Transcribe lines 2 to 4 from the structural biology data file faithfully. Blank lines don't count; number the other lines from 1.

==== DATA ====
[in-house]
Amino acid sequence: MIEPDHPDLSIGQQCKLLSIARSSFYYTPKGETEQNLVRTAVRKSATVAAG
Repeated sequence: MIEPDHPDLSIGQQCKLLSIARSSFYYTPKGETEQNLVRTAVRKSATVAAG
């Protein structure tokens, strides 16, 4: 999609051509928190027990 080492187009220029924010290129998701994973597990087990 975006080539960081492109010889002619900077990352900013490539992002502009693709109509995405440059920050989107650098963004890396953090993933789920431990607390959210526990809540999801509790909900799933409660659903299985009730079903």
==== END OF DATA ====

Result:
Amino acid sequence: MIEPDHPDLSIGQQCKLLSIARSSFYYTPKGETEQNLVRTAVRKSATVAAG
Repeated sequence: MIEPDHPDLSIGQQCKLLSIARSSFYYTPKGETEQNLVRTAVRKSATVAAG
């Protein structure tokens, strides 16, 4: 999609051509928190027990 080492187009220029924010290129998701994973597990087990 975006080539960081492109010889002619900077990352900013490539992002502009693709109509995405440059920050989107650098963004890396953090993933789920431990607390959210526990809540999801509790909900799933409660659903299985009730079903």